At Hunan University’s Media Lab in Shenzhen, researchers are working on two other projects. One is a smart kitchen with communication protocols for different kitchen appliances to talk with each another. Yan said, “We are not particularly interested in adding more smarts to kitchen appliances themselves. That will only make them more expensive.”

Rather, by using the power of a smartphone and common communication protocols, standalone dumb appliances can get connected, and smarter. “We are at a demonstration stage,” said Yan, who is working with domestic kitchen appliance makers such as Oulin, Midea, and Vatti. “We think a university media lab is a good mutual place to develop standard communication protocols that could work across the brands,” he noted.

Asked about his goal, Yan said, “We want to be the ‘Continua’ (Continua Health Alliance) of kitchen appliances to build interoperable systems.”

The third project the team is working on is “Design 114.” 114 in China is a phone number for the help line. The team is working on a website called Design 114, whose goal is to enable every designer to get the help he needs quickly.

While the Media Lab doesn’t plan to design for hire, Yan’s team has been invited by Vatti to open a lab inside the company. It poses an opportunity for Media Lab to serve as a catalyst for local Chinese companies to move up the food chain.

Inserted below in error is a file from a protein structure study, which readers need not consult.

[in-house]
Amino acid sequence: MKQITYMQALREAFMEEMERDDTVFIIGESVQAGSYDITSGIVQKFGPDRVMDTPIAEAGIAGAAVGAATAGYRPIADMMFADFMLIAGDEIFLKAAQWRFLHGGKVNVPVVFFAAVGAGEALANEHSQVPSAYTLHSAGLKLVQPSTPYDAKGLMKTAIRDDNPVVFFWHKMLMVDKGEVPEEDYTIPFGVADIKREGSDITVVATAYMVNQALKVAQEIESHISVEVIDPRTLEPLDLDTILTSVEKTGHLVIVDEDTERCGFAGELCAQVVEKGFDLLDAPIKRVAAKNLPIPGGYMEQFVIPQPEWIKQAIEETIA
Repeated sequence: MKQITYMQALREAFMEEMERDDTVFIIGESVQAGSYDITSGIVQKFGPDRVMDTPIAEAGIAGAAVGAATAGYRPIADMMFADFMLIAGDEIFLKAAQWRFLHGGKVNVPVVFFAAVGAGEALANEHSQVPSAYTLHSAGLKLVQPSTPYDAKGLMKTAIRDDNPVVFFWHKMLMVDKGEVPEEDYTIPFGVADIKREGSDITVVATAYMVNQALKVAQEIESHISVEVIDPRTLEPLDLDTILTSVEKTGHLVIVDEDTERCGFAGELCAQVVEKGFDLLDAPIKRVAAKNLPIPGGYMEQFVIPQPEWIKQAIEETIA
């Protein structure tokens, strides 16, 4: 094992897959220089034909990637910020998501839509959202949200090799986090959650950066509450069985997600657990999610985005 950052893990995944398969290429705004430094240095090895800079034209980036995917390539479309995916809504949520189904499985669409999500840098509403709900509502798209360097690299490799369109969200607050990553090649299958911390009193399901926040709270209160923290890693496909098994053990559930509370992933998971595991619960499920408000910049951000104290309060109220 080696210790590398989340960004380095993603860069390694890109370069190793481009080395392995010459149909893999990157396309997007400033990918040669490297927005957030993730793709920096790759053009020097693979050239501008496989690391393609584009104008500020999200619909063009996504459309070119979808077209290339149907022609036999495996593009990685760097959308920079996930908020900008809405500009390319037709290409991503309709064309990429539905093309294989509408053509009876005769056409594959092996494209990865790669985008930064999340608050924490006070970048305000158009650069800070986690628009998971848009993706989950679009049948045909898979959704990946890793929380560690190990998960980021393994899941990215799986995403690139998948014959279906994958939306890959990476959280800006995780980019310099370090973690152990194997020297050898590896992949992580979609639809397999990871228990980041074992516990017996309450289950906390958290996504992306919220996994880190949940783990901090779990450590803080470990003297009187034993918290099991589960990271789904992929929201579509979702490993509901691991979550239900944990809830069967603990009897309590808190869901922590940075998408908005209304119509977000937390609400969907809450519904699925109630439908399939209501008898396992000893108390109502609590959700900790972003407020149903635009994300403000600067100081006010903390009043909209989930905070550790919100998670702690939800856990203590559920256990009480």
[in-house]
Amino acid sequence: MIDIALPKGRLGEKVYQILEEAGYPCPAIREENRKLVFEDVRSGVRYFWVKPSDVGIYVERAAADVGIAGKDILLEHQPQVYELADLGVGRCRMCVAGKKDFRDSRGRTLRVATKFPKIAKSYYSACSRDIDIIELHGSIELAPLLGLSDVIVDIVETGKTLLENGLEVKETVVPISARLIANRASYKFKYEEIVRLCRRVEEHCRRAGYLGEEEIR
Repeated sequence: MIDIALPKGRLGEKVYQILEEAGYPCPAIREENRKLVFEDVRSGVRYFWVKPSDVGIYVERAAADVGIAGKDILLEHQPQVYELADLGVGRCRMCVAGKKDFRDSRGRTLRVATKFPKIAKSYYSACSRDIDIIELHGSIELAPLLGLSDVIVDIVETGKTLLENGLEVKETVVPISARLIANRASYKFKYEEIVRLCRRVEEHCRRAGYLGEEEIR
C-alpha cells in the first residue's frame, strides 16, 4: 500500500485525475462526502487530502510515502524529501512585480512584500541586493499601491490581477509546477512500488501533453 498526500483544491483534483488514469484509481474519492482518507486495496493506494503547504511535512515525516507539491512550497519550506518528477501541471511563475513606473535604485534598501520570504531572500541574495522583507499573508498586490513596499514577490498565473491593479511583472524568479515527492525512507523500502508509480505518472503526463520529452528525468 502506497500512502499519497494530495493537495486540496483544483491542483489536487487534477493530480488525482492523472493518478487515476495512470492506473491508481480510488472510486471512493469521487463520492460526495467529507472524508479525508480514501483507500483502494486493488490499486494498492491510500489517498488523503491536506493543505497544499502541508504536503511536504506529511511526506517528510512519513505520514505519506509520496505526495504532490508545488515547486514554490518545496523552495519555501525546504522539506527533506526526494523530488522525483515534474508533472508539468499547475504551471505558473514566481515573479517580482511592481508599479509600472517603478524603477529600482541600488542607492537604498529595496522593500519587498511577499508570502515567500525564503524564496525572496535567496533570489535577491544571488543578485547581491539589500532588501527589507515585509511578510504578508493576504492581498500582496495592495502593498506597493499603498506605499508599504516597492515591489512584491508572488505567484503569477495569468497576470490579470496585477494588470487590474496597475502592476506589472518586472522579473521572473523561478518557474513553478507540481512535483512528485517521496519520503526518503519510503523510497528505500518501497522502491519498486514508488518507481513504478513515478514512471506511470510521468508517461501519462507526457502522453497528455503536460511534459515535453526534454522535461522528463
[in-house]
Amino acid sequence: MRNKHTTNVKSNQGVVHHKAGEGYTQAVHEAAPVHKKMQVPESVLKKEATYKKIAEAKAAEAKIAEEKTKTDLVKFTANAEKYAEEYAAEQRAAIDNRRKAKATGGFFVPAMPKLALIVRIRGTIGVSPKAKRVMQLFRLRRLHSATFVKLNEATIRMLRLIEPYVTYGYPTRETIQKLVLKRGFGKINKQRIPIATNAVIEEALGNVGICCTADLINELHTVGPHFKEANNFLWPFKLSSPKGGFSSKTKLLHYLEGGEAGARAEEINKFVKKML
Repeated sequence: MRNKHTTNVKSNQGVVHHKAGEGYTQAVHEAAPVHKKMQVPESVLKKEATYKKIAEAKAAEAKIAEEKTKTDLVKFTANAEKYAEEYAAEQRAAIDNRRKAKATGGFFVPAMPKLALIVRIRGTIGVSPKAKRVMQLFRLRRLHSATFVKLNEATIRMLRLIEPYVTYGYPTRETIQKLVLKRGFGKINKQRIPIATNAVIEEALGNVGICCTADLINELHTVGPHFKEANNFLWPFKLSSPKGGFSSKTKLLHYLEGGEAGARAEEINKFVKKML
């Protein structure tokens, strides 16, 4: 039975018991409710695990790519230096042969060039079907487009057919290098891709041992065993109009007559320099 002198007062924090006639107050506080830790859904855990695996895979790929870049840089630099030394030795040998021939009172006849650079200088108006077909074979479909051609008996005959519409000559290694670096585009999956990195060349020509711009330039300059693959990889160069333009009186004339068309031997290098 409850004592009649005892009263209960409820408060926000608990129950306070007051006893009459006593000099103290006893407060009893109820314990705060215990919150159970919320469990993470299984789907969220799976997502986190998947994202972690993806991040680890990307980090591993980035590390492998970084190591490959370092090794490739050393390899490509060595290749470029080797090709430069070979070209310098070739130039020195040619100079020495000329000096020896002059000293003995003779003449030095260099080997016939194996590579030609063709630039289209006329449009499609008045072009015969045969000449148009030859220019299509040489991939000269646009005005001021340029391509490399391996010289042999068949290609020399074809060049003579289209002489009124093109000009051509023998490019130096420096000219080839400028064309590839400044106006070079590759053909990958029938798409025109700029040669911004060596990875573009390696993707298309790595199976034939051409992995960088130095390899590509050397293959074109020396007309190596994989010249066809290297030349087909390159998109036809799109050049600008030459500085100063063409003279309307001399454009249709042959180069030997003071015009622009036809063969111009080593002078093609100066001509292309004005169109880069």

Yan hopes that Shenzhen, someday, will end me-too manufacturing, typified by Chinese bosses in local electronics ODMs and OEMs going after quick buck by copying the latest iPhone or Galaxy model. Based on his firsthand experience at Nokia Research Center in Shenzhen and now at the Hunan University Media Lab, Yan foresees Shenzhen eventually as a global mecca where people gather together, prototype their ideas, commercialize new products, and start companies.

In the minds of many locals here, such change is inevitable. Already, Shenzhen no longer offers the cheapest labor (i.e., Foxconn will be building its new production facilities elsewhere) and the cost of living is skyrocketing.

In the following pages, you will be able to take a look inside the Media Lab and at Coolpad's new smartwatch featuring a number of unique designs to show the time a user can choose.

Qifeng Yan in front of Media Lab entrance. Notice the logos of both Hunan University and the Rochester Institute of Technology.

The Coolpad watch is designed first as a watch.

If you need to show the time in Chinese characters on the same watch, here it is. Cool typefaces.

Again, here's yet another way to show the time.

A screenshot of the "Design 114" website under development.

Hunan University students working inside Media Lab.

Media Lab director Yan sitting in his office (with a view), showing off his smartwatch on his wrist.